Publication number | US7178084 B2 |
Publication type | Grant |
Application number | US 10/253,916 |
Publication date | Feb 13, 2007 |
Filing date | Sep 25, 2002 |
Priority date | Sep 25, 2002 |
Fee status | Paid |
Also published as | DE60309056D1, DE60309056T2, EP1543519A1, EP1543519B1, US20040059980, WO2004029961A1 |
Publication number | 10253916, 253916, US 7178084 B2, US 7178084B2, US-B2-7178084, US7178084 B2, US7178084B2 |
Inventors | William G. Bliss, Andrei Vityaev, Razmik Karabed |
Original Assignee | Infineon Technologies Ag |
Export Citation | BiBTeX, EndNote, RefMan |
Patent Citations (9), Non-Patent Citations (7), Classifications (10), Legal Events (5) | |
External Links: USPTO, USPTO Assignment, Espacenet | |
The output of the precoder 30, x(i) passes through a channel having one or more filters.
If x(i)≠{circumflex over (x)}(i), then it is determined that a channel error has occurred at location (time) i. Further, if b(i)≠d(i), then it is determined that a decoder error has occurred at location (time) i.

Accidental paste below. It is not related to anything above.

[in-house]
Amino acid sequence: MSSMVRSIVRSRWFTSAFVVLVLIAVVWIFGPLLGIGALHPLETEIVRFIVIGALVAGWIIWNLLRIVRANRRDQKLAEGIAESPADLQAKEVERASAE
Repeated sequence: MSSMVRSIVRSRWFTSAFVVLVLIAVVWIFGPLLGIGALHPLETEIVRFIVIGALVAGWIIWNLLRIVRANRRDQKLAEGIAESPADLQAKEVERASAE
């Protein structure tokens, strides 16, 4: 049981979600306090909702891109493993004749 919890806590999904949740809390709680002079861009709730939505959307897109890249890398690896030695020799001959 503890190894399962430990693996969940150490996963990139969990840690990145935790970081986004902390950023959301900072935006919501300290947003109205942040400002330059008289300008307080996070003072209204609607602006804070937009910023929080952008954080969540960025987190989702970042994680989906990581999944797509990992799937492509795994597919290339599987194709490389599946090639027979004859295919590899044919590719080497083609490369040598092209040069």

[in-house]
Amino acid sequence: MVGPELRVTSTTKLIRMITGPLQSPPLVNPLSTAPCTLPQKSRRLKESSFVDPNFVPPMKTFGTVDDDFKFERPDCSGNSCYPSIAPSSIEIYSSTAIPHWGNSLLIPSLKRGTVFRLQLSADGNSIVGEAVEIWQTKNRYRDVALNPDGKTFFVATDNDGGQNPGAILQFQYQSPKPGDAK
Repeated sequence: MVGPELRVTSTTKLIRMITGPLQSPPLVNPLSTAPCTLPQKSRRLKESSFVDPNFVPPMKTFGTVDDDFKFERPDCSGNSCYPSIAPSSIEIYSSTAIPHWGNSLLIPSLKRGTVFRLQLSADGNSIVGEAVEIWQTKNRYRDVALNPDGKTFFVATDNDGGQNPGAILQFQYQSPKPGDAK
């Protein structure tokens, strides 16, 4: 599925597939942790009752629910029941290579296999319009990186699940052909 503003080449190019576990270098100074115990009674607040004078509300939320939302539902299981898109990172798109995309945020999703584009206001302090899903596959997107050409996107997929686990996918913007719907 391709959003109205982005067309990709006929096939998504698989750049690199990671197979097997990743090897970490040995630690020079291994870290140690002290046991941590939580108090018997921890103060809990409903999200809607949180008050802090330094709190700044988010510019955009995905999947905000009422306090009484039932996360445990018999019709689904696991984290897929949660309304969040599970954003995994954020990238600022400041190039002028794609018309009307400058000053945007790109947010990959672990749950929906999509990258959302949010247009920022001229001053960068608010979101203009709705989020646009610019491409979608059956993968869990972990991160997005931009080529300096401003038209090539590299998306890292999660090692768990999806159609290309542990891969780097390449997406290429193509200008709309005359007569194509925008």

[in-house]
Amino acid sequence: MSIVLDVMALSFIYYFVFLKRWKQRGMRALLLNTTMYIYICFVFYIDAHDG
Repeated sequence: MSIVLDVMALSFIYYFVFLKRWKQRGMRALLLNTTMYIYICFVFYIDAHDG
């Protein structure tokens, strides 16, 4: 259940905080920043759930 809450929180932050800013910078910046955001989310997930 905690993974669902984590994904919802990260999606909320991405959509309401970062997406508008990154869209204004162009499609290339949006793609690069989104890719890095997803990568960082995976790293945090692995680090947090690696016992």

In general, in magnetic recording, encoders and decoders perform one or more of the following tasks:
For task No. 3 mentioned above, there are clocks within the system that must be synchronized. A downstream clock must be expecting a symbol when it is received. Clock drift is a problem associated with the clocks not being synchronized. That is, when a part of the system is expecting a bit to be received, the bit is in the middle of transmission. To accomplish synchronization, a clock looks at the received non-zero symbols and synchronizes its pulses with the receipt of non-zero symbols. Hence, for the purpose of clock recovery, it is beneficial that there be a sufficiently large number of “non-zero”s traveling through the channel.
In generating codewords c(i), the encoder 25 may consider clock recovery. In this case, the encoder 25 produces a sufficiently large number of “1”s for transmission through the channel.